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News NatureWorks to

News NatureWorks to Offer New Products NatureWorks recently announced a major capital investment project at its Blair, Nebraska, USA, manufacturing facility for the production of new grades of highperformance Ingeo biopolymers as well as a new generation of lactide intermediates. Samples of the new polymers and lactide intermediates will be available next year with commercial sales commencing by 2013. For the last 10 years, NatureWorks has supported applications development across this broad range of market segments, resulting in more than 16 commercial grades of Ingeo resin, each with chemistry and physical properties tailored to a specific end use. According to NatureWorks chief operations officer, Bill Suehr, “The new capital investment will significantly broaden our processing capabilities, allowing us to produce with appropriate economies of scale additional Ingeo products well suited to the global injection molding and fiber/nonwovens markets.” New Ingeo grade The new Ingeo grade for injection molding, for example, will contribute to lower molded part cost through faster cycle times and higher production rates. Fiber and nonwoven products made from the new Ingeo grade will have reduced shrinkage and improved dimensional stability. These improved features are expected to enable the use of Ingeo biopolymers across a broader range of fiber and nonwoven applications, providing larger processing windows. NatureWorks also will assess new market and application opportunities for these new Ingeo grades in the thermoforming, film extrusion, injection stretch blow molding, and formed extrusion arenas. New Lactide In addition the company will be the world’s first to offer in commercial quantities a high-purity, polymer-grade lactide rich in the stereoisomer meso-lactide. Identified as Ingeo M700 lactide, the new material can be used as an intermediate for copolymers, amorphous oligomers and polymers, grafted substrates, resin additives/modifiers, adhesives, coatings, elastomers, surfactants, thermosets, and solvents. Until now, several niche-focused producers have attempted to address the functionality requested by the market with what are described chemically as racemic lactides. “Compared to these, the high-purity Ingeo M700 will be lower in cost, easier to process, and an overall better alternative to high-priced racemic lactide, as well as L- and D-lactides, in a host of industrial applications,” said Dr. Manuel Natal, global segment leader for lactide derivatives at NatureWorks. As compared to racemic lactide’s melting point of nearly 130°C, and L- and D- lactide’s 97°C, Ingeo M700’s melting point is below 60°C. This makes for a more effective chemical intermediate on a number of different levels. For example, Ingeo M700 offers a more efficient way to deliver ester functionality and, because it is effectively an anhydrous form of lactic acid, processors will not have to deal with water when using Ingeo M700. Meso-lactide is up to two times more susceptible to ring-opening reactions than L-, D-, or racemic lactides, which can mean less catalyst usage, lower reaction temperatures, or both. It can be processed below 70°C, which under most circumstances eliminates the need to handle expensive solid particles and allows easier processing. By early 2013, the company will offer thousands of tons of Ingeo M700 lactide. Prior to this availability, meso-lactide samples will be available in 2012 to advance market development. MT 8 bioplastics MAGAZINE [04/11] Vol. 6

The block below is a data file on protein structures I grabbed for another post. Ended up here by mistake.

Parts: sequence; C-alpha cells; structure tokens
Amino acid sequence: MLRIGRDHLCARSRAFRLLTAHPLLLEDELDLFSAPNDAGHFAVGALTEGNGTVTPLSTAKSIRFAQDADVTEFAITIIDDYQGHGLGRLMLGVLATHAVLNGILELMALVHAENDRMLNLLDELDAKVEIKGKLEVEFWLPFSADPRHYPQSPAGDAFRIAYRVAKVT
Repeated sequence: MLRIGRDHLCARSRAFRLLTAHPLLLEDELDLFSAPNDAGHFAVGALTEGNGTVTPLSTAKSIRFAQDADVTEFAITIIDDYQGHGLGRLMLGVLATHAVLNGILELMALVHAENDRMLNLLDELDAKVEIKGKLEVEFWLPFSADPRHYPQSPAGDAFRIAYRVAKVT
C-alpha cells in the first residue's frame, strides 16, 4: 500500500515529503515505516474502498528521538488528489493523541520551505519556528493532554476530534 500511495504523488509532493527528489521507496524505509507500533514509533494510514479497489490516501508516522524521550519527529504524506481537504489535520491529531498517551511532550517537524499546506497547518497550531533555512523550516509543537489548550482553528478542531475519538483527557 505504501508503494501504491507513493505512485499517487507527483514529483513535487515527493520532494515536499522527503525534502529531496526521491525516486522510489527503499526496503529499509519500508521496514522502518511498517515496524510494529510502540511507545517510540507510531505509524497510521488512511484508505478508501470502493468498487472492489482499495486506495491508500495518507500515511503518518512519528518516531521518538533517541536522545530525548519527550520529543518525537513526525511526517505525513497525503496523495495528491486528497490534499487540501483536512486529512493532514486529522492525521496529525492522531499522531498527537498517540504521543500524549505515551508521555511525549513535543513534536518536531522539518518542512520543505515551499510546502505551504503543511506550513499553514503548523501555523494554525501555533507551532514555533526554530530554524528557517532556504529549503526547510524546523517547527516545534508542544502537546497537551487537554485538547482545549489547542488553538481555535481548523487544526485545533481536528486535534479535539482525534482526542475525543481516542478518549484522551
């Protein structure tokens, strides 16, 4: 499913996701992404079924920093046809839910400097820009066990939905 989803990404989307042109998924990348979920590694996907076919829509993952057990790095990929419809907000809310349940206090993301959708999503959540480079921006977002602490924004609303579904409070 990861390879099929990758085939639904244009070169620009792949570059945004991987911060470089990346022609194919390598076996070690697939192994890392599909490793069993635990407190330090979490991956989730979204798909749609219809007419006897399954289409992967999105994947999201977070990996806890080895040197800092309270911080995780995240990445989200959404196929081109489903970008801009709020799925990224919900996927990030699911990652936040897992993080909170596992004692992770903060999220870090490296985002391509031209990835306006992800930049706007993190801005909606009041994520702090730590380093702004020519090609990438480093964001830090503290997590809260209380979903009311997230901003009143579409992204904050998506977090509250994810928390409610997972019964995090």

News Letter to the Editor Re: Blue Cat (issue 03/2011) I have just been reading the latest issue of your magazine. I am concerned about the article on Blue Cat cat litter in which it is said that the bio-waste from litter can be composted. I don’t know what would happen in an industrial compost system, but in a home compost system, the temperature would not be high enough to kill off Toxocara canis which can cause blindness in children. Home composting is quite popular in many countries such as the UK and Belgium, and I understand it is becoming more popular in Germany. For this reason, we would never recommend composting cat litter, not even that made from wood shavings. Iain Ferguson, Environment Manager The Co-operative Group, Manchester, UK Francesco Degli Innocenti, Harald Käb, Mark Vergauwen, Andy Sweetman, Jens Hamprecht, Jöran Reske, Rainer Barthel (left to right) European Bioplastics Elected New Board On 16 June, the industry association European Bioplastics elected a new Board which represent the association and its members for the coming two years. Andy Sweetman (Innovia Films) was confirmed as Chairman. Jens Hamprecht (BASF) and Mark Vergauwen (NatureWorks) are ViceChairmen. At the beginning of his second term as Chairman of European Bioplastics Andy Sweetman says: “The awareness of bioplastics has risen immensely within the last year as bioplastics reach more and more consumer products. The Board will therefore continue to dedicate its expertise to encourage political support and to strengthen communication about bioplastics”. Further members of the Board are: Rainer Barthel (Danone), Francesco Degli Innocenti (Novamont), Joeran Reske (Interseroh), and Harald Käb (narocon), who was designated treasurer. The cover photo of this issue does not exactly reflect one of our highlight topics. But it reflects the topic of our next conference. In May 2012 bioplastics MAGAZINE will present the 2 nd PLA World Congress (see 1 st announcement and call for papers on page 11). And our cover girl Erica obviously likes PLA. The 2011 mascot of the Japanese company UNITIKA uses cups made from TERRAMAC, a heat resistant PLA resin by Unitika. Their technology makes PLA heat-resistant suitable for making injection moulded products. Unitika’s moulding partners are providing various products, such as cups, dishes, bowls, plates, chopsticks, and so on, in various colours, made from heat-resistant Terramac PLA resin. And Erica’s knitted shirt is made of Terramac fibres. bioplastics MAGAZINE [04/11] Vol. 6 9